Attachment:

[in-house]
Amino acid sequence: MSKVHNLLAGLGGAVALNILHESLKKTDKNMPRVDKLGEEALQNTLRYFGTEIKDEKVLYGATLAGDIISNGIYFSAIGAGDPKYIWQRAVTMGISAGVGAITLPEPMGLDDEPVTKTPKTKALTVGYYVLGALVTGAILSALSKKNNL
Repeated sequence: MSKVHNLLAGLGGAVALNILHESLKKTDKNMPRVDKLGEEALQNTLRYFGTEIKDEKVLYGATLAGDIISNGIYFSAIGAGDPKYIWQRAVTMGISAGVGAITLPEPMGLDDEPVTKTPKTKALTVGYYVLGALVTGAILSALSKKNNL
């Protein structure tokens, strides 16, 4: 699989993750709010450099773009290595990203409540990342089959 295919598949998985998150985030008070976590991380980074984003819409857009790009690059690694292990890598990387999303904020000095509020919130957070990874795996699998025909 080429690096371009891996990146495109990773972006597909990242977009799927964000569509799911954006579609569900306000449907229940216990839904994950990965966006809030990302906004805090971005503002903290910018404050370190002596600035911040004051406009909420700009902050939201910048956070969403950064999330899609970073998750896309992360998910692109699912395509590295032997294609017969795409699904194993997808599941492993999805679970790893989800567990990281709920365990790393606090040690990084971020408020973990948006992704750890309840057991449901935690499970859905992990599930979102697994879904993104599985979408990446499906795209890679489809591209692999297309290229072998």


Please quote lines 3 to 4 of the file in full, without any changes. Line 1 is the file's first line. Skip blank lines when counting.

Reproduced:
Repeated sequence: MSKVHNLLAGLGGAVALNILHESLKKTDKNMPRVDKLGEEALQNTLRYFGTEIKDEKVLYGATLAGDIISNGIYFSAIGAGDPKYIWQRAVTMGISAGVGAITLPEPMGLDDEPVTKTPKTKALTVGYYVLGALVTGAILSALSKKNNL
């Protein structure tokens, strides 16, 4: 699989993750709010450099773009290595990203409540990342089959 295919598949998985998150985030008070976590991380980074984003819409857009790009690059690694292990890598990387999303904020000095509020919130957070990874795996699998025909 080429690096371009891996990146495109990773972006597909990242977009799927964000569509799911954006579609569900306000449907229940216990839904994950990965966006809030990302906004805090971005503002903290910018404050370190002596600035911040004051406009909420700009902050939201910048956070969403950064999330899609970073998750896309992360998910692109699912395509590295032997294609017969795409699904194993997808599941492993999805679970790893989800567990990281709920365990790393606090040690990084971020408020973990948006992704750890309840057991449901935690499970859905992990599930979102697994879904993104599985979408990446499906795209890679489809591209692999297309290229072998």